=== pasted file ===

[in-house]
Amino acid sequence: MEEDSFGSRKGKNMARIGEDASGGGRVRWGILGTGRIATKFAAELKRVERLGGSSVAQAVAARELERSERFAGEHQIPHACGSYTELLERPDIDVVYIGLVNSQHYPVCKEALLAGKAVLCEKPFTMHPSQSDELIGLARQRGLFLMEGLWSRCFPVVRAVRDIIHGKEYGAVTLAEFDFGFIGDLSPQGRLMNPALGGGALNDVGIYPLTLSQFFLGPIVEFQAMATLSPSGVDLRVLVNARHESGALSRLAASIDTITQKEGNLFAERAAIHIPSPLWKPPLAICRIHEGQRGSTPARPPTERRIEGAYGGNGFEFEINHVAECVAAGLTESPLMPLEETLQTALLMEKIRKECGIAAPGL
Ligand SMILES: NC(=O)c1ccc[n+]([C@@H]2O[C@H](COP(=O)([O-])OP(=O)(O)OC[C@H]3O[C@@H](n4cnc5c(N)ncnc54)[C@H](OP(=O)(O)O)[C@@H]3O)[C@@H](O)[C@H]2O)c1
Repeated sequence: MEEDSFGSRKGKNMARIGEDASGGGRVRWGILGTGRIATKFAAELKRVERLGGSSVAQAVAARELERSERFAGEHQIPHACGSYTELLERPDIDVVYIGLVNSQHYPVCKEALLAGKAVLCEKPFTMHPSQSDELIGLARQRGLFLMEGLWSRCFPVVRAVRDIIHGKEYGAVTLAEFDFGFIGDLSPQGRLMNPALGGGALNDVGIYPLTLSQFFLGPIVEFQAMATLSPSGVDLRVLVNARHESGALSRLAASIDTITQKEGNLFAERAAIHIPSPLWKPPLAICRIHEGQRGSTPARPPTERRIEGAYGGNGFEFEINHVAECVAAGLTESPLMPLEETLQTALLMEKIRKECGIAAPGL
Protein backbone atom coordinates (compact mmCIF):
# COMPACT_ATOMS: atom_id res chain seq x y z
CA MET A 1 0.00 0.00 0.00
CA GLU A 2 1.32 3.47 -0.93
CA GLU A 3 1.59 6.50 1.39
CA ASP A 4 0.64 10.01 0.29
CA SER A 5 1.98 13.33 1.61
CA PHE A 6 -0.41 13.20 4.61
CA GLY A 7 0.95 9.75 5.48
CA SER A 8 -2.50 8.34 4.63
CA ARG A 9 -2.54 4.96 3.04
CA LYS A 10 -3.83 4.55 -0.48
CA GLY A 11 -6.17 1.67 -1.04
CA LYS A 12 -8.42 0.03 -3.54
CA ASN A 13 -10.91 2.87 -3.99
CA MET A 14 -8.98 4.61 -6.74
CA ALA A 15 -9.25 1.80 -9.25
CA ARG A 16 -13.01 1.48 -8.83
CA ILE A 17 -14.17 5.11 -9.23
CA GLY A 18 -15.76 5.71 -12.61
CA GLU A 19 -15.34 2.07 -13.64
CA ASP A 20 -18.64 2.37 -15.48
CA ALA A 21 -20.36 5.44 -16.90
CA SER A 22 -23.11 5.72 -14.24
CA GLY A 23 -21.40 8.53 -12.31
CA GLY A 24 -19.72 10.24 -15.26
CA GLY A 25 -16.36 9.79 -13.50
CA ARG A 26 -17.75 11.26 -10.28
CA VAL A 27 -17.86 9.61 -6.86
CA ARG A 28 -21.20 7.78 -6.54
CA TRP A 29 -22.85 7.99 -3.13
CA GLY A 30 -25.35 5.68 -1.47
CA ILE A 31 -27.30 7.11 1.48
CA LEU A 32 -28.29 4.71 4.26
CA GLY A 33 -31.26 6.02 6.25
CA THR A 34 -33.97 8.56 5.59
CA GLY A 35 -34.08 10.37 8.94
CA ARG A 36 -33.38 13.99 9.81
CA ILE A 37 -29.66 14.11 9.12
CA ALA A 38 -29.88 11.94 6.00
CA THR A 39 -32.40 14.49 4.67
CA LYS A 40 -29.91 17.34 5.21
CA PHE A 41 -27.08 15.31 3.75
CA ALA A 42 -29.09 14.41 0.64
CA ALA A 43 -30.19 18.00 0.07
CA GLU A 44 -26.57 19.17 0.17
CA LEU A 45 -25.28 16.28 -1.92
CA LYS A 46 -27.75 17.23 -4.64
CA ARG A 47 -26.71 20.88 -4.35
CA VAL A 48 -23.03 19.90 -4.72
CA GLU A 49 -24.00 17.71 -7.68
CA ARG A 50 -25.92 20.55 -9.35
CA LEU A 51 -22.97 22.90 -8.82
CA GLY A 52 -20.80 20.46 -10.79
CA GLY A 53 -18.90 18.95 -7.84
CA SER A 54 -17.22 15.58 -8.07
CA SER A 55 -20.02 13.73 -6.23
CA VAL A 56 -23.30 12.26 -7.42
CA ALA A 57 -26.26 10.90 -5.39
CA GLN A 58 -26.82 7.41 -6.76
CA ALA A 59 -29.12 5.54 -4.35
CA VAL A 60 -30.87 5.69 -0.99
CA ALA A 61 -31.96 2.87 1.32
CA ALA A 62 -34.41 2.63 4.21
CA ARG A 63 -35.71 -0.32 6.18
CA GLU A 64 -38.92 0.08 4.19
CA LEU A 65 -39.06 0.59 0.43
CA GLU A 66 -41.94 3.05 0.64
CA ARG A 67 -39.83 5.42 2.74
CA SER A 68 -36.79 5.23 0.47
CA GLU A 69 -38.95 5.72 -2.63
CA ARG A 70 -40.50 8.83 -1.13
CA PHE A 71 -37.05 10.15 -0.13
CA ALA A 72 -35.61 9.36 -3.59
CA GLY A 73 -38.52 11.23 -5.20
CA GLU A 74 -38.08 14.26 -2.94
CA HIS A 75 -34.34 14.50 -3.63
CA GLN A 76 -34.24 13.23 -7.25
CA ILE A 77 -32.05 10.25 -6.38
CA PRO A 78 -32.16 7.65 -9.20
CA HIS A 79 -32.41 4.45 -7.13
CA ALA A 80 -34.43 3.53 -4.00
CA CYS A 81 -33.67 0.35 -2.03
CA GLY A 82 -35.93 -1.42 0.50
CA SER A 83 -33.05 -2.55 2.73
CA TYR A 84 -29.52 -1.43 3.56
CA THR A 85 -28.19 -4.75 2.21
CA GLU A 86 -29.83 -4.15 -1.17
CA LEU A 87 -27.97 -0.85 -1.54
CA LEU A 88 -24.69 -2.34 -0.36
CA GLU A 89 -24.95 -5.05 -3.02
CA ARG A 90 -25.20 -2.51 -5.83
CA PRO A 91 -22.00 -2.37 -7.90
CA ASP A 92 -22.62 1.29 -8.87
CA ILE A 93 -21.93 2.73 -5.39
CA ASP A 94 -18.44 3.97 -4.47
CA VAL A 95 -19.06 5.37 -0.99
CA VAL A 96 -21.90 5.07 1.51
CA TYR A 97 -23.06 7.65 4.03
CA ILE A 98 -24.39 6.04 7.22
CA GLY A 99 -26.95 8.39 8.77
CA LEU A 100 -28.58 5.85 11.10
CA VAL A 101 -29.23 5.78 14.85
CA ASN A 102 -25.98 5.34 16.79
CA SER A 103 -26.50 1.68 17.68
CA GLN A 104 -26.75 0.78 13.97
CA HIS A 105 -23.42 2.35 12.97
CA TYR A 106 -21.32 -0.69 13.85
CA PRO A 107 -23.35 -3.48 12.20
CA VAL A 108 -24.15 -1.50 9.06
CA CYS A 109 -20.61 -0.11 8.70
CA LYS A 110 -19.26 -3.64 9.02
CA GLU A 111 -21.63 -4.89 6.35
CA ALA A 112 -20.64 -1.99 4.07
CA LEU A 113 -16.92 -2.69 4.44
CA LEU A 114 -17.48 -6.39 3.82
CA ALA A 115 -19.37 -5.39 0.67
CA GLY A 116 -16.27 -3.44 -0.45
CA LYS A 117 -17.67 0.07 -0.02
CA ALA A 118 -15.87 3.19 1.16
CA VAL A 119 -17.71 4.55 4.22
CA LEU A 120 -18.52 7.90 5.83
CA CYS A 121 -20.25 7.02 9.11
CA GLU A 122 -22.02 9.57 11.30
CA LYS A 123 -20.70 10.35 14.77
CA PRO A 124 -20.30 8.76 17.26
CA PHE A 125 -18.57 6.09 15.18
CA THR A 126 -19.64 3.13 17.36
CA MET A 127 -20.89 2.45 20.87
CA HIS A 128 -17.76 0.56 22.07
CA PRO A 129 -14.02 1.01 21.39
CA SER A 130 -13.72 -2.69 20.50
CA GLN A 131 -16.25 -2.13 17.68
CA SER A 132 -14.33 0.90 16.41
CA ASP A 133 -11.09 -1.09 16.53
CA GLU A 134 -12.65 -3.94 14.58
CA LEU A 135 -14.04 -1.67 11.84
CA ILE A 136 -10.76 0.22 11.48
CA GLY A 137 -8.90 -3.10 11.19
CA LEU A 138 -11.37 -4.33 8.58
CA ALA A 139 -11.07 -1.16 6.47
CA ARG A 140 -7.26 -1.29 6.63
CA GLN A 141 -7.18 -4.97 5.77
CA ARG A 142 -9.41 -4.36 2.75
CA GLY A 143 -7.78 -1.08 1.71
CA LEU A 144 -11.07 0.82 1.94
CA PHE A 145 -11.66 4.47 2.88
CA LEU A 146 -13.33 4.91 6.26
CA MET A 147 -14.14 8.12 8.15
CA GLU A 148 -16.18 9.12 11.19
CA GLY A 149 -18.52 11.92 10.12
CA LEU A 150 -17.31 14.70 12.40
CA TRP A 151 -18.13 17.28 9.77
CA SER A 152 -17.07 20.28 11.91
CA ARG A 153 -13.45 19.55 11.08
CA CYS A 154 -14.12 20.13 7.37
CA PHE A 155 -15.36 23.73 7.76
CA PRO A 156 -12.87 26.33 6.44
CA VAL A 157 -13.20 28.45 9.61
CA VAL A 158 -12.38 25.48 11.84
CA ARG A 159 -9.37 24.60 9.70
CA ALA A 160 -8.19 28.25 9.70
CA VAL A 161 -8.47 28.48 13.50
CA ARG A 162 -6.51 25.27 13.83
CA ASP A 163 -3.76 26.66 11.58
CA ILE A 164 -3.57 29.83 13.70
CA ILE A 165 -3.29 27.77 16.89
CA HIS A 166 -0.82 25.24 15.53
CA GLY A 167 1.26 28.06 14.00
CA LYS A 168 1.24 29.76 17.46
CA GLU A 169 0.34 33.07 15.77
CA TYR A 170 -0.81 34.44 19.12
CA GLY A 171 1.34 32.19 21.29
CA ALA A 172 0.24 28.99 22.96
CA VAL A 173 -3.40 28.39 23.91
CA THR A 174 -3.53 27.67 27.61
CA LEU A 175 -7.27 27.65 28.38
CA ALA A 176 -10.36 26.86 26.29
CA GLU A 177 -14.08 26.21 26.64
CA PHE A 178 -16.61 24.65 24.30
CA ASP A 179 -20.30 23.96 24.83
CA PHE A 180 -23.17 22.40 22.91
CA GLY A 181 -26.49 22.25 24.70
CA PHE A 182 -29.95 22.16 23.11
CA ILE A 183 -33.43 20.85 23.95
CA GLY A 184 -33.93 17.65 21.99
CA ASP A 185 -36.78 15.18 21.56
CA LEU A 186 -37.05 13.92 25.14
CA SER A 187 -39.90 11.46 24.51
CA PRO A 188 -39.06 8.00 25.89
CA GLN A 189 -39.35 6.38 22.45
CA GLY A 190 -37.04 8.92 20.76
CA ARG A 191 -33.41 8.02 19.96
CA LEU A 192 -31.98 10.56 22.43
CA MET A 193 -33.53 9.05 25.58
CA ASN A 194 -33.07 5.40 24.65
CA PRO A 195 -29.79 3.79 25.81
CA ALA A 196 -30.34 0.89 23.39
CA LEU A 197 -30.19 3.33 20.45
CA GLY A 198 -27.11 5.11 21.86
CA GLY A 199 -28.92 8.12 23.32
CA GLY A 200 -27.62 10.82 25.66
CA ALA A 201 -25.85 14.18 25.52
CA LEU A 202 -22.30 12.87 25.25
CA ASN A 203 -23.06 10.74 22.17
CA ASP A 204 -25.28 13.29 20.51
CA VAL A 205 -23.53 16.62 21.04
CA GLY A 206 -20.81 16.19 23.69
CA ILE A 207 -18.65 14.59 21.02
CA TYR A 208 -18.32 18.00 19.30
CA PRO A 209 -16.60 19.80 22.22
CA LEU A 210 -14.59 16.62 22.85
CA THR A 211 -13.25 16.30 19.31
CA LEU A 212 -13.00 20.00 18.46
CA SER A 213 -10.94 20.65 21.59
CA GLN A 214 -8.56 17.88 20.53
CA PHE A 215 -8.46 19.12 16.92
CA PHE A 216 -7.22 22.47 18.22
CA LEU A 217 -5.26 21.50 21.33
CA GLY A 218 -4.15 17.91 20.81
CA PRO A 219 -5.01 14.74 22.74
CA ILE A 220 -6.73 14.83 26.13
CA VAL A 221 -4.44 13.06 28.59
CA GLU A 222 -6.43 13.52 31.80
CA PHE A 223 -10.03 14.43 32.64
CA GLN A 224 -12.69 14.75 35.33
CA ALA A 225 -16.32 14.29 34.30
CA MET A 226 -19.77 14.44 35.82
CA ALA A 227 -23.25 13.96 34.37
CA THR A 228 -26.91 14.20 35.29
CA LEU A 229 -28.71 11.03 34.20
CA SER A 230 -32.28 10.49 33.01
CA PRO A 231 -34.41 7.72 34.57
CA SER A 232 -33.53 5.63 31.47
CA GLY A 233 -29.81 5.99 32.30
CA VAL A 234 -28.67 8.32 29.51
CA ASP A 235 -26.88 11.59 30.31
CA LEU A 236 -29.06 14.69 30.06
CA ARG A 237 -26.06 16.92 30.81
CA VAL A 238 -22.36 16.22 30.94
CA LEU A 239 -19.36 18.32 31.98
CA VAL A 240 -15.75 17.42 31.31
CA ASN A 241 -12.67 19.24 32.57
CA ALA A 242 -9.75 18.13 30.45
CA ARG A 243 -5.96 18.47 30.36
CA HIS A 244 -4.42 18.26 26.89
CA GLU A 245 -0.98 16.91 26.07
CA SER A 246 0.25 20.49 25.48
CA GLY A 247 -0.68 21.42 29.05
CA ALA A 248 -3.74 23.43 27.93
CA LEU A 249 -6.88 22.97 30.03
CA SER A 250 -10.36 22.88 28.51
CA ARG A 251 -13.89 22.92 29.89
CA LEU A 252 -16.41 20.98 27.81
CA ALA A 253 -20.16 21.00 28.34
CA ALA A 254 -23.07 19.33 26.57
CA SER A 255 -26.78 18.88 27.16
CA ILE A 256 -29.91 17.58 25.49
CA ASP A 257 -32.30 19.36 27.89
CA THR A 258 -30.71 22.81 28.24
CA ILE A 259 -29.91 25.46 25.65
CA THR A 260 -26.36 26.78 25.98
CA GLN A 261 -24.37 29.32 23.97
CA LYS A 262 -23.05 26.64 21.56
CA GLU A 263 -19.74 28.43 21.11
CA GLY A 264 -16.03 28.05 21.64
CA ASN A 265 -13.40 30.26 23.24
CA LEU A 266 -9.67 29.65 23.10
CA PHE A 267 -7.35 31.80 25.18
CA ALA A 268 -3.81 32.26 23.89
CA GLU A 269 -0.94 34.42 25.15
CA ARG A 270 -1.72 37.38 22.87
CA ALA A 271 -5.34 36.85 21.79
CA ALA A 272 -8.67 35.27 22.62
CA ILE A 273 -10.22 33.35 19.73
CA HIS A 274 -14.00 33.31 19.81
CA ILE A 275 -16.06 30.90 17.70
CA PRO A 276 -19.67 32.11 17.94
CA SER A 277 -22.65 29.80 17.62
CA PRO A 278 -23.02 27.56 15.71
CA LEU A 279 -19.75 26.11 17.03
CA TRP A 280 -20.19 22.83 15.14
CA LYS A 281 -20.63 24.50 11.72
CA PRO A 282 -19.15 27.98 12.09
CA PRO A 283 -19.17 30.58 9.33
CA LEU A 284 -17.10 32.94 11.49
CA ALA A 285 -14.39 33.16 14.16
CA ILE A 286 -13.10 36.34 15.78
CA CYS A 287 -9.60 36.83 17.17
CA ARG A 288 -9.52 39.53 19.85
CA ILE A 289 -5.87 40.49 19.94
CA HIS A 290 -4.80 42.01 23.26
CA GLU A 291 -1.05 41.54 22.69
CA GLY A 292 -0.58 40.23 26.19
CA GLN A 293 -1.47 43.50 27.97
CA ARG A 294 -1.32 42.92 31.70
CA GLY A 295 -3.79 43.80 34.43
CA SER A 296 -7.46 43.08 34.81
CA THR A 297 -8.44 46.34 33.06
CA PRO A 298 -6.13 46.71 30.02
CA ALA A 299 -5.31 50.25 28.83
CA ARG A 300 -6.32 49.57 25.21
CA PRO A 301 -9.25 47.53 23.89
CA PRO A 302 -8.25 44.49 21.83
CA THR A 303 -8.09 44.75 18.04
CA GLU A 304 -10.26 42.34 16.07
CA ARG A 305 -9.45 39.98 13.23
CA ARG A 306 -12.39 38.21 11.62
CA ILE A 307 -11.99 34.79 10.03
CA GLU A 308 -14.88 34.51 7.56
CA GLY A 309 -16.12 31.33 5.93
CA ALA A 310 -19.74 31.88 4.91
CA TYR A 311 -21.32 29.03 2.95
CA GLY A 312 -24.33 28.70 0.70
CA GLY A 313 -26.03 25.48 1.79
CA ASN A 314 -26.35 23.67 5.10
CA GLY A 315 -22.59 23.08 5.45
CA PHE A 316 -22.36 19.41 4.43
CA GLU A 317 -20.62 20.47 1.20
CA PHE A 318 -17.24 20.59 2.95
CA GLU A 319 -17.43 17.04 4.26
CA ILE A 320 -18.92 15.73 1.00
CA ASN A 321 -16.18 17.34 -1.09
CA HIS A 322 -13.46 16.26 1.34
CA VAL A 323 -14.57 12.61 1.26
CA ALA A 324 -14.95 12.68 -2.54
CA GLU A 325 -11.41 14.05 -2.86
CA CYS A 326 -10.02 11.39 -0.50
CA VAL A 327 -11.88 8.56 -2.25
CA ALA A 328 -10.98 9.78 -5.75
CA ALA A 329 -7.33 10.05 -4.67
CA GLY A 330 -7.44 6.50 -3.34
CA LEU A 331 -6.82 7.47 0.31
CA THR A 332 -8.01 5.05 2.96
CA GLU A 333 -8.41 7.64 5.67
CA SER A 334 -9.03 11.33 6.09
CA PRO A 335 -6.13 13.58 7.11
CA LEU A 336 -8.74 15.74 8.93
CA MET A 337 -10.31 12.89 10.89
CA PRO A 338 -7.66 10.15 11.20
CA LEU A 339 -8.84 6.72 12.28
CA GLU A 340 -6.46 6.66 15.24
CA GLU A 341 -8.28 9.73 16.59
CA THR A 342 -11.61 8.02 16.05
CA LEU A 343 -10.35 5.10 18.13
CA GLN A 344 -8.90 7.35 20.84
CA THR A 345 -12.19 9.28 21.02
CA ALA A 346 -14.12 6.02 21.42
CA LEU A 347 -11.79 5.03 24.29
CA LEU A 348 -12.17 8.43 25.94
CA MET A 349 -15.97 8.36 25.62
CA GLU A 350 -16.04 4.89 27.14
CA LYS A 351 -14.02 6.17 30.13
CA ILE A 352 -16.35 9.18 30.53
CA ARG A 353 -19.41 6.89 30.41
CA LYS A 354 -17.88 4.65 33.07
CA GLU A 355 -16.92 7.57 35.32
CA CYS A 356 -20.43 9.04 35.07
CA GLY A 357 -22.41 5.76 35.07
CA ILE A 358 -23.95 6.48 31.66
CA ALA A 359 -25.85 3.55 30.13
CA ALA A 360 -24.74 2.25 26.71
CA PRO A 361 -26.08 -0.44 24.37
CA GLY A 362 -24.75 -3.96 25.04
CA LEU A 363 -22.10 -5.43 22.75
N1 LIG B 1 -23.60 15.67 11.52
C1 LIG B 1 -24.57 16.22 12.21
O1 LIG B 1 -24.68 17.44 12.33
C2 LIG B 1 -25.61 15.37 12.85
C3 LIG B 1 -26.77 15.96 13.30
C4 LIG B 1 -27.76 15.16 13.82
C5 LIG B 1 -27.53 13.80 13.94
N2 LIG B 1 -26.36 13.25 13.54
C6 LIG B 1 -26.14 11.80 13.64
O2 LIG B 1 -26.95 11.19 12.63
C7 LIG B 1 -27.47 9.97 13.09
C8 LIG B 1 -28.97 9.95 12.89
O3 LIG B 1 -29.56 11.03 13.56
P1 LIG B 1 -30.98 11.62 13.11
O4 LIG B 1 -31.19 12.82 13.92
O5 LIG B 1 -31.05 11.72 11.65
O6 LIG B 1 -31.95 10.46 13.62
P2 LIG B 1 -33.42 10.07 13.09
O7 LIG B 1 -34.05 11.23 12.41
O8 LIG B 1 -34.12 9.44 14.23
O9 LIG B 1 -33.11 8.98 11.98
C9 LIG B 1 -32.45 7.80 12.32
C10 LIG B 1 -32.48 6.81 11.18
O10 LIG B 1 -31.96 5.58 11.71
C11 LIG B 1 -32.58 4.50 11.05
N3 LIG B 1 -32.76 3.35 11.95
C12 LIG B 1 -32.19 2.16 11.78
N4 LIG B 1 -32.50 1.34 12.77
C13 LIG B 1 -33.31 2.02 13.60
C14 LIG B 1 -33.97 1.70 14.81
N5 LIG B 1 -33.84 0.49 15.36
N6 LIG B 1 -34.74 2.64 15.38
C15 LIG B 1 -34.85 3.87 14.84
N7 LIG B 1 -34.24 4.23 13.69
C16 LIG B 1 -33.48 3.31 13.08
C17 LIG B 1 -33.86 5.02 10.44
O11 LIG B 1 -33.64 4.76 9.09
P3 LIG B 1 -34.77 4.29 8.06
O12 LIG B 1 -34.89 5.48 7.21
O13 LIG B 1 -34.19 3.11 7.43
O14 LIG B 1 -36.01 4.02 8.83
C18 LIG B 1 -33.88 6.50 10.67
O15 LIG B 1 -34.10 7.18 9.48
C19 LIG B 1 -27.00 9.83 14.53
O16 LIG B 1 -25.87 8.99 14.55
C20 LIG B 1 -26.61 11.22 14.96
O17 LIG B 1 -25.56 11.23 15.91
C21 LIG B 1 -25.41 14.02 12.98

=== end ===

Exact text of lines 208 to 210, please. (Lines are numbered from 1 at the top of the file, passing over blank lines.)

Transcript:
CA LEU A 202 -22.30 12.87 25.25
CA ASN A 203 -23.06 10.74 22.17
CA ASP A 204 -25.28 13.29 20.51